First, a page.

In this series, Canadian photographer Heidi Leverty examines the reality of what really happens when our used clothes are dropped into bags and chutes and boxes around town to be magically revived and repurposed for those in need. Somehow it is expected that these good intentions find their way into waiting and grateful arms with little effort. The photos tell a different story.
Bales of shirts, pants, coats, and dresses, once new and colourful, morph into dull piles of tired cloth, worn with such faded sameness it is impossible to identify one piece from another. The same tiredness one imagines it takes to dissect these mounds of cloth is matched in the masked faces of the sorters as they cleave to their enormous task. The artist reveals the tip of the iceberg by using these mountains of material as one oppressive object.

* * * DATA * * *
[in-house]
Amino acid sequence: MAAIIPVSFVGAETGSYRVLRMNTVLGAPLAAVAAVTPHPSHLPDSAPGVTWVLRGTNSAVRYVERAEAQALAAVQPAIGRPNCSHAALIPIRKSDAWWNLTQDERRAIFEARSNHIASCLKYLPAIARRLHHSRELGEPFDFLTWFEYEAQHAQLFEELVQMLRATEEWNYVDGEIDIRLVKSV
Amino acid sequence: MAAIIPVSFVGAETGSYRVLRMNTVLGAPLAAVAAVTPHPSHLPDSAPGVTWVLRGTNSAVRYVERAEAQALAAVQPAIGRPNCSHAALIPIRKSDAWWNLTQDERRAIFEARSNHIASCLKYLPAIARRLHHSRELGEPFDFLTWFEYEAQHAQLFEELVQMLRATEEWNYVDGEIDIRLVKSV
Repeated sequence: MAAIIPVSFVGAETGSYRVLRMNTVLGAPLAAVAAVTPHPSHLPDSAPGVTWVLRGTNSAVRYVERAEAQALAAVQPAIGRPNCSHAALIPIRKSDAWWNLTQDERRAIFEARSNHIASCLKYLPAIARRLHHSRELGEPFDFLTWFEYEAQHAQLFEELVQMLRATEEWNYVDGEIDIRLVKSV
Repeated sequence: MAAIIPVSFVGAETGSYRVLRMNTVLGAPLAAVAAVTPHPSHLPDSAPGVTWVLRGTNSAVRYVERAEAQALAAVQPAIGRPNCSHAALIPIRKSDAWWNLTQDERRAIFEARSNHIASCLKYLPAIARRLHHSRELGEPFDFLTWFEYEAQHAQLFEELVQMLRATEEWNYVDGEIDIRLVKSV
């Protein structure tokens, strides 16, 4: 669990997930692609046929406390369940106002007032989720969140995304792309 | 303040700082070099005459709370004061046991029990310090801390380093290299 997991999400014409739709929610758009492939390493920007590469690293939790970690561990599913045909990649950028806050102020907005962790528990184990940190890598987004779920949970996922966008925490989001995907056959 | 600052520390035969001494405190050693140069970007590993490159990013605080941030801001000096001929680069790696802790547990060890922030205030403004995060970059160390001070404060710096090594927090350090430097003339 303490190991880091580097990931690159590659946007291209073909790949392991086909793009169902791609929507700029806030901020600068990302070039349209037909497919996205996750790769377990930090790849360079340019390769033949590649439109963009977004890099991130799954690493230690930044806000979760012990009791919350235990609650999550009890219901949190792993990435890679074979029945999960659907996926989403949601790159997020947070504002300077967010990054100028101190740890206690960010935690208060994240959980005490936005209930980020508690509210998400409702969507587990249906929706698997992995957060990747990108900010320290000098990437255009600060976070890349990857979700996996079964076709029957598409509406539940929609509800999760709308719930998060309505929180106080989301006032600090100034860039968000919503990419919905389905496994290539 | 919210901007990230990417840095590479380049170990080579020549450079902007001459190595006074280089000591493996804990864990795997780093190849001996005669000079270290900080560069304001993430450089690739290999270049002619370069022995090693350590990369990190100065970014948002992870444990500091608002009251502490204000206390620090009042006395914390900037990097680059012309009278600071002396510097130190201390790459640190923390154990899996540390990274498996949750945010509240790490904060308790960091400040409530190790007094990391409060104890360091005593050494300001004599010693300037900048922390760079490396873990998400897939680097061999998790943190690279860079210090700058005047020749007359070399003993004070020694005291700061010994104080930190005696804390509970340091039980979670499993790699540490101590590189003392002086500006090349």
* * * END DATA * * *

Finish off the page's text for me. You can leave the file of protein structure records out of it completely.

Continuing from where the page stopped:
The artist invites us to see what happens at one stage in this complex journey of our flotsam and jetsam. Cavernous, industrial hangars house heaps of clothing that loom over those workers whose job it is to sort through the leftovers of strangers. The daunting task of choosing which things go to recycling or landfill, get turned into rags, or sent to other countries for sale falls to them. To witness this link in the processing chain allows the viewer to experience the overwhelming sense of hopelessness that results from endless, ever-growing mounds of material trucked in every day to the plant.